Wednesday, May 16, 2012
Collectibles With Beatles Yvonne Craig Julie Newmar & Adam West
After you're done looking at Batman on the Batcycle, click the jump to see more!
This was obviously an early Batgirl publicity photo, as the mask was changed to the rounded cheeks, since the points left marks on Yvonne Craig's face!
Still the coolest car ever!
Hottest villainess as portrayed on TV OR movies, for that matter!
Now, on to other Bat-items!
"Hi! I'm Baby Batman!" The heck you are! Everyone knows Bruce Wayne has dark hair, not blonde!
Talking View-Master with Batman set!
This still is from the serial "Batman and Robin"!
Wow, that didn't take long to get through the Batman items this time, did it?
I've long felt that this still from Battle for the Planet of the Apes must've inspired the Caesar model kit! Let's see...
Well, maybe it's not that exact a match, after all!
"Go-Go Big Beat"? With music by the Beatles? I'm pretty sure I've never ever seen that one... Ah, here's some info about the movie:
Although sold as a feature film, Go Go Big Beat was actually comprised of three short features: Swinging UK, UK Swings Again, and Mods and Rockers. The first two were 26-minute jukebox shorts, both directed by Frank Gilpin and consisted of mimed clips of then-current (and a few very obscure) British acts lip-syncing to their then-current singles -- these included the Hollies, Brian Poole & the Tremeloes, the Merseybeats, the Animals, Millie Small, the Migil Five, the Honeycombs, the Applejacks, the Four Pennies, the Wackers, the Tornados, and the Swinging Blue Jeans. Introducing the various acts were then-popular British DJs Alan Freeman, Brian Matthew, and Kent Walton. If the third film had been similarly structured, the resulting movie might have turned a modest profit and left some fond memories behind, but the third section of the original movie was a short entitled Mods and Rockers, directed and produced by Kenneth Hume, presenting a modern dance piece of the same name. The problem was that Mods and Rockers as a dance work and setting was decidedly homoerotic in nature -- which was a big problem in 1964 -- and it was scored to the songs of John Lennon and Paul McCartney, as recorded here by a band called the Cheynes, which included Mick Fleetwood on drums. The proper clearances for the songs and their use in a film as accompaniment may well have been overlooked; that was the view at the time, as threats of court action quickly followed the premiere. In any case, lawsuits followed over the marketing of the movie (the Beatles' name was larger than that of the Cheynes) and the use of the songs, and Go Go Big Beat disappeared soon after its release. It resurfaced, first on videotape from Rhino in the early '80s and later, in a much better mastered (if somewhat sloppily assembled) version, on DVD in 2004. In both instances, it was shorn of Hume's Mods and Rockers, containing only the two performance clip films directed by Frank Gilpin. ~ Bruce Eder, All Movie Guide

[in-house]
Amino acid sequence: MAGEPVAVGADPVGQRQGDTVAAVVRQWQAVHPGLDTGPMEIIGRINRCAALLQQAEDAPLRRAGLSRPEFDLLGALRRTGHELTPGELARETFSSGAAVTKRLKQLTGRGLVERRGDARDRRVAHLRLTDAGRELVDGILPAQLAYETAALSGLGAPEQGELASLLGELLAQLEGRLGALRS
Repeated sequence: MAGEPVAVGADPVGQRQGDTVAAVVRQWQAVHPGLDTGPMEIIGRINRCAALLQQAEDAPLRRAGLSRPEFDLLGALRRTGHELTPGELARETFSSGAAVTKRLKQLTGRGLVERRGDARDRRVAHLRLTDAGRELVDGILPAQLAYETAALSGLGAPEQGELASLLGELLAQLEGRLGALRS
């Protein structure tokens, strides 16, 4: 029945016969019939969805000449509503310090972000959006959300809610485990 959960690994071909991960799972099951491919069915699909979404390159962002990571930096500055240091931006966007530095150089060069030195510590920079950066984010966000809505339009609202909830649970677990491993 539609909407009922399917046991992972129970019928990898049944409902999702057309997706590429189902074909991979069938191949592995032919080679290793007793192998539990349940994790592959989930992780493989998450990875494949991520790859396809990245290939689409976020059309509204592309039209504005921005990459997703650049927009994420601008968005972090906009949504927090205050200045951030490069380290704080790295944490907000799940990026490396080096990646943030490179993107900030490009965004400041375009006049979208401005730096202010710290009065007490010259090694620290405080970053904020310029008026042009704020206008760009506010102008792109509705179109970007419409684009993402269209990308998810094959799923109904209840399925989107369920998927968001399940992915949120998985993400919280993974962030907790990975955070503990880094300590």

Well, that would certainly explain that!